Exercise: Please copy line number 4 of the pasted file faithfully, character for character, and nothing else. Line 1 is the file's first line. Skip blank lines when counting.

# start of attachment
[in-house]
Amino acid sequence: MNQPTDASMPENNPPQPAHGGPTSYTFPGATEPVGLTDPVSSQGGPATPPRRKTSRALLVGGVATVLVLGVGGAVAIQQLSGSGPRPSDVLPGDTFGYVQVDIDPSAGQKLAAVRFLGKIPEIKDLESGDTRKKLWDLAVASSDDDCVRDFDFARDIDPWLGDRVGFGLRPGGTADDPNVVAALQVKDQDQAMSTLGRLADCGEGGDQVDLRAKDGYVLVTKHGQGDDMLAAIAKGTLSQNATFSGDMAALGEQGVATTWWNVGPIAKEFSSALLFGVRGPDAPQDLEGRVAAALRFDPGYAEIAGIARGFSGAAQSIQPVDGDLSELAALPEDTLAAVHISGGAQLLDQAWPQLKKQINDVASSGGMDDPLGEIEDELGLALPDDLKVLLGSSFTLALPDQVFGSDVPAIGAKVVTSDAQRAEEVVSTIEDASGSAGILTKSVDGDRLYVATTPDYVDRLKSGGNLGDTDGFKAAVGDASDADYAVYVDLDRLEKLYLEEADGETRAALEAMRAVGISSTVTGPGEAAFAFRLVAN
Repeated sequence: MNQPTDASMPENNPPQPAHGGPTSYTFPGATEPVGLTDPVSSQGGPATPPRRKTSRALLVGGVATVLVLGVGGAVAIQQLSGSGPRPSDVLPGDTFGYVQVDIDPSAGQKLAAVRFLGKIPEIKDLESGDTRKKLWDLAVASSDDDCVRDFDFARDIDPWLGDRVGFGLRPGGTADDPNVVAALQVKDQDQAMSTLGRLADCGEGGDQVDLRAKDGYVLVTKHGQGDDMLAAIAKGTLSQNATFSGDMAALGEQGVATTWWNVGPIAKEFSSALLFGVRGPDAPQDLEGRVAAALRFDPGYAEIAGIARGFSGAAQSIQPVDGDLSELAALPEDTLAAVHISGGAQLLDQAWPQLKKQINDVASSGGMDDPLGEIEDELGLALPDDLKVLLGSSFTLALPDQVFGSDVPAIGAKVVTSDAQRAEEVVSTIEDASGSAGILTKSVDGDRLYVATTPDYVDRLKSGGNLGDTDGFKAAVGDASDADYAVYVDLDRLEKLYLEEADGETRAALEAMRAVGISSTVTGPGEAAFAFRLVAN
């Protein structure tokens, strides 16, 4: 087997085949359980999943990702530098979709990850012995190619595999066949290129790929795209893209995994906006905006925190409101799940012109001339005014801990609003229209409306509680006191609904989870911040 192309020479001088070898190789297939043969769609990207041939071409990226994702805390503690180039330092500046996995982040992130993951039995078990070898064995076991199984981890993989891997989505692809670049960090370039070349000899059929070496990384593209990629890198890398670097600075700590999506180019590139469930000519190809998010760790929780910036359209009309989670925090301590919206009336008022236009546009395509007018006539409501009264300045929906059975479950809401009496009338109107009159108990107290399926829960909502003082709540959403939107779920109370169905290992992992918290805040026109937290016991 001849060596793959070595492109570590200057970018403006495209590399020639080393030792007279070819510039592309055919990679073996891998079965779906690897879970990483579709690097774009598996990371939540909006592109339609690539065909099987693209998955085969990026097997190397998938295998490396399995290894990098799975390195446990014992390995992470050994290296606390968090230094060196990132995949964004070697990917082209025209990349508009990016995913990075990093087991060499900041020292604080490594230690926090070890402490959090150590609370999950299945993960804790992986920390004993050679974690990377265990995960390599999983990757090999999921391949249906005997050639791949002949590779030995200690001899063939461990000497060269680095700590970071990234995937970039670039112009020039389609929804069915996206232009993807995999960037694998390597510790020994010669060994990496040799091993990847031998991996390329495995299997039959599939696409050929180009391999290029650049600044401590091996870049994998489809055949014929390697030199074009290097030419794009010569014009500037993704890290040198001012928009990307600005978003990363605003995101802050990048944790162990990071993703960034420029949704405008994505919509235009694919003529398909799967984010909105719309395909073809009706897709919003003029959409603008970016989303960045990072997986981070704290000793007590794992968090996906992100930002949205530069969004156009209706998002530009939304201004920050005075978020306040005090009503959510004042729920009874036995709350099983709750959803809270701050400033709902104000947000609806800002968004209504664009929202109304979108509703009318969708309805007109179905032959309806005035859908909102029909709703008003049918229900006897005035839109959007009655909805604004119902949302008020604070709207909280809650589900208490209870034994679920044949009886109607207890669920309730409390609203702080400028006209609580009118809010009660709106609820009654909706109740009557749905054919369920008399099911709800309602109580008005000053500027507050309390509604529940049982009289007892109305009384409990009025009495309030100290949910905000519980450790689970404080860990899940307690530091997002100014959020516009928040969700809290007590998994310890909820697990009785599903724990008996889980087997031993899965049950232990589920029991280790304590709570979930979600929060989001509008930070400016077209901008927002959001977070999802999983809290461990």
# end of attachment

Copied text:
């Protein structure tokens, strides 16, 4: 087997085949359980999943990702530098979709990850012995190619595999066949290129790929795209893209995994906006905006925190409101799940012109001339005014801990609003229209409306509680006191609904989870911040 192309020479001088070898190789297939043969769609990207041939071409990226994702805390503690180039330092500046996995982040992130993951039995078990070898064995076991199984981890993989891997989505692809670049960090370039070349000899059929070496990384593209990629890198890398670097600075700590999506180019590139469930000519190809998010760790929780910036359209009309989670925090301590919206009336008022236009546009395509007018006539409501009264300045929906059975479950809401009496009338109107009159108990107290399926829960909502003082709540959403939107779920109370169905290992992992918290805040026109937290016991 001849060596793959070595492109570590200057970018403006495209590399020639080393030792007279070819510039592309055919990679073996891998079965779906690897879970990483579709690097774009598996990371939540909006592109339609690539065909099987693209998955085969990026097997190397998938295998490396399995290894990098799975390195446990014992390995992470050994290296606390968090230094060196990132995949964004070697990917082209025209990349508009990016995913990075990093087991060499900041020292604080490594230690926090070890402490959090150590609370999950299945993960804790992986920390004993050679974690990377265990995960390599999983990757090999999921391949249906005997050639791949002949590779030995200690001899063939461990000497060269680095700590970071990234995937970039670039112009020039389609929804069915996206232009993807995999960037694998390597510790020994010669060994990496040799091993990847031998991996390329495995299997039959599939696409050929180009391999290029650049600044401590091996870049994998489809055949014929390697030199074009290097030419794009010569014009500037993704890290040198001012928009990307600005978003990363605003995101802050990048944790162990990071993703960034420029949704405008994505919509235009694919003529398909799967984010909105719309395909073809009706897709919003003029959409603008970016989303960045990072997986981070704290000793007590794992968090996906992100930002949205530069969004156009209706998002530009939304201004920050005075978020306040005090009503959510004042729920009874036995709350099983709750959803809270701050400033709902104000947000609806800002968004209504664009929202109304979108509703009318969708309805007109179905032959309806005035859908909102029909709703008003049918229900006897005035839109959007009655909805604004119902949302008020604070709207909280809650589900208490209870034994679920044949009886109607207890669920309730409390609203702080400028006209609580009118809010009660709106609820009654909706109740009557749905054919369920008399099911709800309602109580008005000053500027507050309390509604529940049982009289007892109305009384409990009025009495309030100290949910905000519980450790689970404080860990899940307690530091997002100014959020516009928040969700809290007590998994310890909820697990009785599903724990008996889980087997031993899965049950232990589920029991280790304590709570979930979600929060989001509008930070400016077209901008927002959001977070999802999983809290461990």